The Normandie-Niemen Regiment is a fighter squadron, later regiment (of three squadrons) of the French Air Force. It served on the Eastern Front of the European Theatre of World War II with the 1st Air Army. The regiment is notable for being one of only two air combat units from an Allied western European country to participate on the Eastern Front during World War II, the other being the British No. 151 Wing RAF, and the only one to fight together with the Soviets until the end of the war in Europe.
The unit originated in mid-1943 during World War II. Initially the groupe comprised a group of French fighter pilots sent to aid Soviet forces on the Eastern Front at the suggestion of Charles de Gaulle, leader of the Free French Forces, who felt it important that French servicemen serve on all fronts in the war.
The unit was the GC3 (Groupe de Chasse 3 or 3rd Fighter Group) in the Free French Air Force, first commanded by Jean Tulasne. It fought in three campaigns on behalf of the Soviet Union between 22 March 1943, and 9 May 1945, during which time it destroyed 273 enemy aircraft and received numerous orders, citations and decorations from both France and the Soviet Union, including the French Légion d’Honneur and the Soviet Order of the Red Banner. Joseph Stalin awarded the unit the name Niemen for its participation in the Battle of the Niemen River (1944).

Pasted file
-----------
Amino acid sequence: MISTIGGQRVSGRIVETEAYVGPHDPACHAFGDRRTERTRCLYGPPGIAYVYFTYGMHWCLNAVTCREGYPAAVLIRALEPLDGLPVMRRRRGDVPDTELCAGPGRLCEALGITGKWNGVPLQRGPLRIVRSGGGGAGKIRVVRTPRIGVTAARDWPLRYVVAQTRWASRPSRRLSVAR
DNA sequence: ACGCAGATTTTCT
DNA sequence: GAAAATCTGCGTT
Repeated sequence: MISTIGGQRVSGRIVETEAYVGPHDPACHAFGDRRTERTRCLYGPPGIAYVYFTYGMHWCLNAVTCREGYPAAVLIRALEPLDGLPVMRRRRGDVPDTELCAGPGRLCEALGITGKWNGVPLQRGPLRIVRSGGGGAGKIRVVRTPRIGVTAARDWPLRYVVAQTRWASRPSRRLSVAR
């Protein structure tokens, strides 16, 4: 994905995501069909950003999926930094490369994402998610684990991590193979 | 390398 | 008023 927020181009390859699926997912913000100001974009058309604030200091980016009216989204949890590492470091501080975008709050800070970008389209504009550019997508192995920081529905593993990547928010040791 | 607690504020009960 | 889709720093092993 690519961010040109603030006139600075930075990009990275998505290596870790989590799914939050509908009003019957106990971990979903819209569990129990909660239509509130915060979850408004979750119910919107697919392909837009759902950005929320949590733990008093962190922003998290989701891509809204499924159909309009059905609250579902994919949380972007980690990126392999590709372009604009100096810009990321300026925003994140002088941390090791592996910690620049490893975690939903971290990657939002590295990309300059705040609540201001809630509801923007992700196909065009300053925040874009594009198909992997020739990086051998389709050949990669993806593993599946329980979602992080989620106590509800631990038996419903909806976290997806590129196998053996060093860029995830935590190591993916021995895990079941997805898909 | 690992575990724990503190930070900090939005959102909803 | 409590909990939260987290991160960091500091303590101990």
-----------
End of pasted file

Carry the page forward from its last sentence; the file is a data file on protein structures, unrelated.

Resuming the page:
Six months after the Germans invaded the USSR in June 1941, talks aimed at closer co-operation between Free France and the Soviet Union resulted in setting up a special squadron with an initial core of 12 fighter pilots and 47 ground staff for service on the Russo-German front. De Gaulle officially promulgated the Groupe de Chasse GC 3 Normandie on 1 September 1942, with Commandant Pouliquen in command. Mechanics, pilots and hardware travelled by rail and air via Tehran (Iran) to Baku (now the capital of Azerbaijan). They completed a period of training on the Yakovlev Yak-7 by the end of January 1943, when Commandant Jean Tulasne took command of the groupe. The unit became operational on 22 March 1943.
The first campaign of GC 3, equipped with the Yakovlev Yak-1 fighter, lasted until 5 October, and saw combat between Polotniani-Zavod and Sloboda/Monostirtchina. From an initial aerial victory over a Focke-Wulf Fw 190 on 5 April their tally rose dramatically and the squadron became the focus of Soviet propaganda, so much so that Generalfeldmarschall Wilhelm Keitel decreed that any French pilot captured would be executed.
Tulasne was killed in combat on 17 July, and Commandant Pierre Pouyade took command. On 11 October de Gaulle accorded the groupe the title of Compagnon de la Libération. By the time GC 3 relocated to Tula on 6 November 1943, only six pilots remained from the original groupe, which had accumulated 72 aerial victories since becoming operational. In their first year on the front they claimed 86 kills (77 confirmed, 9 ‘probables’) and 16 enemy aircraft damaged, for the loss of 25 Yak fighters.